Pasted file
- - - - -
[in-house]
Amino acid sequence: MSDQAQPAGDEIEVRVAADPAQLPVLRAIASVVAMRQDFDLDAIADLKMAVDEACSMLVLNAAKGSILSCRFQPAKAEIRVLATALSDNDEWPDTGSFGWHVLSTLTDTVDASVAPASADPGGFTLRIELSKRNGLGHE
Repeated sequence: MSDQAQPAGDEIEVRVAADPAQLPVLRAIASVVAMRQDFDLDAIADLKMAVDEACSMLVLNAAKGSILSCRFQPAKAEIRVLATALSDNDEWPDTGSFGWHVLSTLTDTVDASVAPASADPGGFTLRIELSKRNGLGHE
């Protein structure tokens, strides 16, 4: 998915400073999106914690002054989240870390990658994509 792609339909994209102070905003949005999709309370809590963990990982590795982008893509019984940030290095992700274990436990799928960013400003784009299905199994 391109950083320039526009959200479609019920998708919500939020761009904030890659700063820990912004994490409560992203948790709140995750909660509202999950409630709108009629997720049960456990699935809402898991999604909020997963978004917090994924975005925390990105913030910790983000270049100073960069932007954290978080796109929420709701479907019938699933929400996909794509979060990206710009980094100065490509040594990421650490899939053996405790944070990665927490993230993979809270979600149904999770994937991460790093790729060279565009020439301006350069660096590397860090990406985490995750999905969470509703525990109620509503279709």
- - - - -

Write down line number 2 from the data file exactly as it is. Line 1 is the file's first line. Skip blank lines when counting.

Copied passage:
Amino acid sequence: MSDQAQPAGDEIEVRVAADPAQLPVLRAIASVVAMRQDFDLDAIADLKMAVDEACSMLVLNAAKGSILSCRFQPAKAEIRVLATALSDNDEWPDTGSFGWHVLSTLTDTVDASVAPASADPGGFTLRIELSKRNGLGHE